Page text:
Primal folks might also prefer Cronometer because, unlike a lot of food tracking apps, it doesn’t assume you are trying to be keto or even low carb. If you are keto, Carb Manager and KetoDiet App are two popular options. Personally, I don’t like that Carb Manager grades foods based on what it considers acceptable for keto. My beloved Japanese sweet potato gets an F—no thanks (even if I can’t eat a big portion on keto). I’ve never tried KetoDiet App because it costs $8.99, whereas Cronometer is free and gives me everything I need. If you have tried it, let us know what you think about it in the comments below.  

Whatever app you choose, don’t assume that the default macro settings are right for you. A lot of keto apps will set your carb limit at 20 to 25 grams, for example, whereas The Keto Reset Diet recommends starting with 50 grams total. (This usually works out to 30 to 35 grams net in my experience.) The calories might not be appropriate for your activity level. Either set custom macros or simply ignore the app when it says you are over your carb limit or calories or whatever. 

How Do I Track Cooking Fat?

It’s impossible to know how much fat you leave in the pan when you sauté your veggies or how much oil is absorbed you fry chicken. Since most people are more concerned with eating too many calories than too few, the more conservative approach is to add all the cooking fat to your food diary when sautéing or roasting (i.e., assume you consume it all). When frying, the best answer is to weigh your cooking oil before and after frying to estimate how much is absorbed. Neither will be precise, but it’s the best you can do, so don’t stress about it. 

Is There a Preferred Time/Method For Tracking?

How and when you track your food depends on why you’re tracking in the first place. If you’re trying to get an unbiased look at how you’re currently eating, I recommend logging your food on paper for a few days, then entering it into an app to get the nutritional info. Logging makes us more mindful of what we are eating. This is generally a good thing, but if you’re trying to get an accurate snapshot, you don’t want to change how you’re eating based on the data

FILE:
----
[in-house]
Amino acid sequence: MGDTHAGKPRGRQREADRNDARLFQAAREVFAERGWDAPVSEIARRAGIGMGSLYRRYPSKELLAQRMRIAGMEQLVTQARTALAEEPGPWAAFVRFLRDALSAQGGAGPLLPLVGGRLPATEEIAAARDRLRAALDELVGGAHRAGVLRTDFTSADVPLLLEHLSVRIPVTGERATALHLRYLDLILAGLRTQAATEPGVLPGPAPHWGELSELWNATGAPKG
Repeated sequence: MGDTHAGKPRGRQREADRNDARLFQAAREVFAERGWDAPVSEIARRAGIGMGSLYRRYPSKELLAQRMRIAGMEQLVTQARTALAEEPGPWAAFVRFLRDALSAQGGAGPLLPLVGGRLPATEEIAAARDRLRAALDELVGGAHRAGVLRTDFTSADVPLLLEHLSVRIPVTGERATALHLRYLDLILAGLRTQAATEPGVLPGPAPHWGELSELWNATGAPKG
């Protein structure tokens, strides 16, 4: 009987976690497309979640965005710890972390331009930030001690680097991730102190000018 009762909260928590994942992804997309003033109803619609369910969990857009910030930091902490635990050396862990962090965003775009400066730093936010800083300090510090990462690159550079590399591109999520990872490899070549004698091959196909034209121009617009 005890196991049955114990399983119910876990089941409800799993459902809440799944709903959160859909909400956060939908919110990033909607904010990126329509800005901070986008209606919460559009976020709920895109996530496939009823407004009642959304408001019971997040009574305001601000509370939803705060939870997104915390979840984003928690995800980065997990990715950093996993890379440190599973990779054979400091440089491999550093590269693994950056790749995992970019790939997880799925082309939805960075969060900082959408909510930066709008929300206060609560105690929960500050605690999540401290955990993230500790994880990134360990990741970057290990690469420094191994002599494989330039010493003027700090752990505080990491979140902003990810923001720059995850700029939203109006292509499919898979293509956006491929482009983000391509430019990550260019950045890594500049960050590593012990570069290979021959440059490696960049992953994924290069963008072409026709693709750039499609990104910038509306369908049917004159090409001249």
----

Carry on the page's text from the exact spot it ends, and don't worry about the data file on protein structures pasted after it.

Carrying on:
If you’re trying to manage what you eat, it’s best to enter your food before you eat it. This keeps you from accidentally eating more or less than you want, and it helps you balance your macros according to your goals.

Whatever you do, log foods as you weigh/measure/eat them. Don’t think you’ll remember exactly what you ate earlier today, much less yesterday or the day before. You won’t. 

Do I Have To Track My Food If I’m Keto?

You never have to track your food. However, if you’re serious about being in ketosis, I do recommend tracking your food for at least a week or two at the beginning just to make sure you’re on track. Most people don’t know how many carbs are in foods, so it can be easy to go over your limit. Managing your electrolytes is also very important. Apps like Cronometer will show you how much sodium, potassium, and magnesium you are getting from food so you can supplement appropriately.

Can I Just “Lazy Track”?

Sure, you can eyeball portion sizes of steak and measure your broccoli in a measuring cup instead of buying a food scale. It won’t be particularly accurate. As long as you understand that, go ahead. I wouldn’t bother taking the time to track for this level of (im)precision though.

Thanks for reading today, everybody. If you track your food, what insights or benefits have you gotten? What app do you prefer and why? Let us know below.


The post Tracking Your Food: When, Why and How appeared first on Mark’s Daily Apple.

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We’ve written about intuitive eating before (see this post and this post and this one, too) and we highly recommend the book on it: Intuitive Eating: A Revolutionary Program that Works. But, what does intuitive eating look like in real life? And how does it compare to a dieting mindset? We’re laying out real-world examples below so that you can really see the difference … Which ones sounds better to you? Team intuitive eating all the way for me! –Jenn

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While we’re not big fans of making excuses to skip a workout around here, we are all about tuning in and listening to your body when it tells you it’s time for a rest day, and we take zero issue with opting for some yoga (gentle or not so much) when that kind of movement feels better than going for a run or lifting heavy weights. You do you, darlin’. via GIPHY However, I was recently hipped to a pretty common reason that women opt to avoid workout classes as a whole — even gentle yoga classes: light bladder leakage (LBL).…